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Free eBook The Last of the Ebb: The Battle of the Aisne, 1918 download

by Malcolm Brown,Sidney Rogerson

Free eBook The Last of the Ebb: The Battle of the Aisne, 1918 download ISBN: 1853677388
Author: Malcolm Brown,Sidney Rogerson
Publisher: Greenhill Books (August 15, 2007)
Language: English
Pages: 160
Category: Historical
Subcategory: Military
Size MP3: 1475 mb
Size FLAC: 1928 mb
Rating: 4.8
Format: docx lrf lrf rtf


The final chapter, written by the German I enjoyed this book. The story was told from a personal perspective, and the clear writing style is easy to follow. Recommended for anyone interested in WWI especially that last year of 1918 but don't by any means limit yourself to just this book.

In 1918, the Germans launched the Spring Offensive. Aware that American troops would soon be arriving in Europe, the Germans saw this as their last chance to win the war. If they could overcome the Allied armies and reach Paris, victory might be possible. The German offensive was initially a great success. Striking at the Allied line's strongest point, the Chemin des Dames, they burst their way through and made quick progress towards Marne. However, the advance eventually stalled.

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The Last of the Ebb: The Battle of the Aisne, 1918 by Sidney Rogerson Paperback £1. 9. Only 3 left in stock (more on the way). The author of six books, including Twelve Days on the Somme, he died in 1968.

The Battle of the Lys, also known as the Fourth Battle of Ypres, was fought from 7 April to 29 April 1918 and was part of the German Spring Offensive in Flanders during World War I. It was originally planned by General Erich Ludendorff as Operation . . It was originally planned by General Erich Ludendorff as Operation George but was reduced to Operation Georgette, with the objective of capturing Ypres, forcing the British forces back to the Channel ports and out of the war. In planning, execution and effects, Georgette was similar to (although smaller than) Operation.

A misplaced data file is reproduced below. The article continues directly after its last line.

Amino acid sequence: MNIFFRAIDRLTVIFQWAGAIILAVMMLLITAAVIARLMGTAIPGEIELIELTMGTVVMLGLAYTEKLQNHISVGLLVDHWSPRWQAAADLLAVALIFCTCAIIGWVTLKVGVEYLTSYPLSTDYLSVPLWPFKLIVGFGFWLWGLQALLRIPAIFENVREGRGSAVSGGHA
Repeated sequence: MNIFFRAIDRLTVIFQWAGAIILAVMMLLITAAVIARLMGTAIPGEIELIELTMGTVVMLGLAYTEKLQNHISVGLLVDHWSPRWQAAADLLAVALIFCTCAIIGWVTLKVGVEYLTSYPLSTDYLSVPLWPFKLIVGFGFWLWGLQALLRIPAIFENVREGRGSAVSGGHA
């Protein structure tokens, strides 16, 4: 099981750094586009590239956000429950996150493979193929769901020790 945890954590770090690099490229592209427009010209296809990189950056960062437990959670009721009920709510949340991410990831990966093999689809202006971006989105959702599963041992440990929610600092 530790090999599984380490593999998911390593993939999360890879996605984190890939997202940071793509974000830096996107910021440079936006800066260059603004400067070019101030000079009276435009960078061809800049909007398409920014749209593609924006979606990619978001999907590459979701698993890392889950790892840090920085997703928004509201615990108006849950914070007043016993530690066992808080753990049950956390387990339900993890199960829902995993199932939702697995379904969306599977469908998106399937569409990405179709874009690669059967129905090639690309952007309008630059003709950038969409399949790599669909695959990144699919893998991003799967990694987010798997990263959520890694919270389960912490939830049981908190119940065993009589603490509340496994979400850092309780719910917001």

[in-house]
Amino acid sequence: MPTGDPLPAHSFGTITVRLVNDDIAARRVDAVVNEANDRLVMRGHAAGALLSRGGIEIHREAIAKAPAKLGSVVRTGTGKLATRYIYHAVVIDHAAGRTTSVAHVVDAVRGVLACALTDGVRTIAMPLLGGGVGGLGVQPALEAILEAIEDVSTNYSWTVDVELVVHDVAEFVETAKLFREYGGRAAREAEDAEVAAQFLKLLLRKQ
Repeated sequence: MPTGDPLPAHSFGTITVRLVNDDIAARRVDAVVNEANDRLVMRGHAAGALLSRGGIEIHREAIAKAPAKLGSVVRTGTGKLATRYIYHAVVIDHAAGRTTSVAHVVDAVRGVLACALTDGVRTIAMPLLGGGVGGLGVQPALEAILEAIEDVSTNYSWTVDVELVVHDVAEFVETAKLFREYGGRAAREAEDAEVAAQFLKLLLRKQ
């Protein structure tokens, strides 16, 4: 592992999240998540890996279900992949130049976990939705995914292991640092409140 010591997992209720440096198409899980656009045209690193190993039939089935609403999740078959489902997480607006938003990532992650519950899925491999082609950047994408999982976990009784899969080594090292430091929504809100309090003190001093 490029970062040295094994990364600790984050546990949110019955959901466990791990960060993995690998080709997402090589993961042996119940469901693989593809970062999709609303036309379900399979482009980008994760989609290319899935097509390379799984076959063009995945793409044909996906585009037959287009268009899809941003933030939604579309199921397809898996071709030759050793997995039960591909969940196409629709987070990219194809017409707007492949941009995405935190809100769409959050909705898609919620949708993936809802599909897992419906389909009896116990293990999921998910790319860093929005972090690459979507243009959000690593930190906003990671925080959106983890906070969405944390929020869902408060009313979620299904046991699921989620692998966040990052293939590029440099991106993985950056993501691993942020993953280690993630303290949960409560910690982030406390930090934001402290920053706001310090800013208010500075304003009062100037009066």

The Last of the Ebb: The Battle of the Aisne, 1918. The book includes an introduction by Malcolm Brown and a chapter titled "The German Side" by Generalmajor . von Unruh, Chief of the General Staff, 4. Reserve Korps. MBI Publishing, 2007. First published in 1937. Author Captain Sidney Rogerson. Sidney Rogerson was a staff officer in the Worcester Regiment, 23rd Brigade of the British Army's 8th Division in 1918

The Last of the Ebb: The Battle of the Aisne, 1918 (hardcover). The book features 300 photographs from archive and private collections.

The Last of the Ebb: The Battle of the Aisne, 1918 (hardcover). Published by Histoire & Collections (1 Jun 1997). ISBN-10: 290818267X, ISBN-13: 978-2908182675. 11 November 1918 Memorial to the Soldiers of France, Compiègne. Monuments & Memorials on the Aisne & Oise Battlefields.

By the end of the action, very little ground had been won: the Allied Forces . A joint operation between Britain and France in 1916, the Battle of the Somme was an attempt to gain territory and dent Germany’s military strength.

By the end of the action, very little ground had been won: the Allied Forces had made just 12 km. For this slight gain, more than a million lives were lost. By the end of the action, very little ground had been won: the Allied Forces had made just 12 km.